JCNF Op-EdAppeared in Real Clear Health on March 6, 2024By Russ Carpel

Out-of-the-Box Thinking Can Help Small-to-Mid Sized Businesses Attain Affordable Healthcare for Employees

The U.S. is home to a thriving small business community. From restaurants to manufacturers, these enterprises employ more than 60 million people. However, the dream of running a small business and providing benefits for staff is often harder than it appears. For example, small-to-mid sized businesses face huge financial hurdles when trying to attain quality, affordable healthcare for employees.

Americans shouldn’t rely on federal reforms in Washington—which is frozen by partisanship—to improve the situation. Entrepreneurs can and should take matters into their own hands.

Unlike their larger counterparts, Main Street businesses rarely enjoy the negotiating power and financial resources to effectively navigate the complexity and expense of the U.S. healthcare system. The disparity can weaken the competitiveness of small-to-mid sized businesses to hire new employees as well as kneecap efforts to provide existing staff health plans at affordable prices.

The crux of the problem is the spider web-like nature of the healthcare system. It’s characterized by dense layers of middlemen, government regulations, insurers, and large hospital networks that contribute to eye-popping price tags. Since 2000, healthcare expenditures per American have nearly tripled. It’s a runaway train that is a drag on businesses, employees, and the U.S. economy.

The entrepreneurial spirit that drives small business owners to launch and grow their businesses can also guide them in finding creative workarounds to the healthcare dilemma.

One forward-thinking idea that will help is implementing health savings accounts alongside direct primary care. Health savings accounts provide the framework for employers and employees alike to contribute to healthcare costs. Meanwhile, direct primary care gives patients access to basic healthcare services for a modest monthly charge—similar to a gym or streaming service subscription.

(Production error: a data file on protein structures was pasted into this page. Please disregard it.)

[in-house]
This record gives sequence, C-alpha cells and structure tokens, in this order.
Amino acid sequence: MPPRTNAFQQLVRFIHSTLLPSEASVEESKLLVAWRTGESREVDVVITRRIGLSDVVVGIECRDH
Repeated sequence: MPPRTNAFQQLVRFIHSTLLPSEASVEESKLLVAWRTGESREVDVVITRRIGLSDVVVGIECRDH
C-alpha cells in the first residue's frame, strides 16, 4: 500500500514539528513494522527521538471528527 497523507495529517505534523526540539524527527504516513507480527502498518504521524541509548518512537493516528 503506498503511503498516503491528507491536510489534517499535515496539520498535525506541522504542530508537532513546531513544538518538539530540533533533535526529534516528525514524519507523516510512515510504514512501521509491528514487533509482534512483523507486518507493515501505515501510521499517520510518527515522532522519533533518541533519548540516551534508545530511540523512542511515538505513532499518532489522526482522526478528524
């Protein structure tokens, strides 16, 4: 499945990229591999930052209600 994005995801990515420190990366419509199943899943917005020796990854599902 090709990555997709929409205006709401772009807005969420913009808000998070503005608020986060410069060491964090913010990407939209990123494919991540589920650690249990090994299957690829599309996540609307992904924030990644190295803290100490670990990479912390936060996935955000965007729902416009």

The best part is that the healthcare alternative bypasses traditional insurance. It provides a path for small business workers to access medical services—ranging from primary care to catastrophic coverage—that fit their unique circumstances at a fraction of the cost.

Exploring alternative insurance programs is another option. Small-to-mid sized businesses can access hybrid coverage that essentially mixes the concept of a traditional group health plan with a form of self-insurance, typically known as “Level Funding.” In short, employers pay the medical claims of their own staff rather than an insurance company. But to provide peace of mind, there is a backstop to protect employers if costs go beyond a predetermined limit.

Translation: Under this model, many small businesses can extend health benefits to employees at a much more affordable price.

And as an added benefit, these alternative approaches empower employers and employees alike to circumvent the big drug supply chain middlemen that significantly jack-up the cost of prescription drugs. Pharmacy Benefits Managers (PBMs) help to get medicine from point “A” to point “B,” however just three of them control 80 percent of the market—consolidation that leads to inflated price tags.

The reality is there are dozens of other options that can offer much more competitive medicine prices. Self-funded employers should be educated and empowered to shop around. In doing so, small-to-midsize employers can save six to seven figures immediately on prescription costs for their employees annually.

The U.S. healthcare system—plagued by middlemen, bureaucracy, government red tape, and entrenched interests—gives large corporations the upper hand when shopping for employee health coverage. But with some out-of-the-box thinking, there’s a path for small-to-mid sized businesses to attain quality, affordable healthcare for their workers as well.

Russ Carpel is the CEO of LevelFunded Health. He is also a partner of the Job Creators Network Foundation.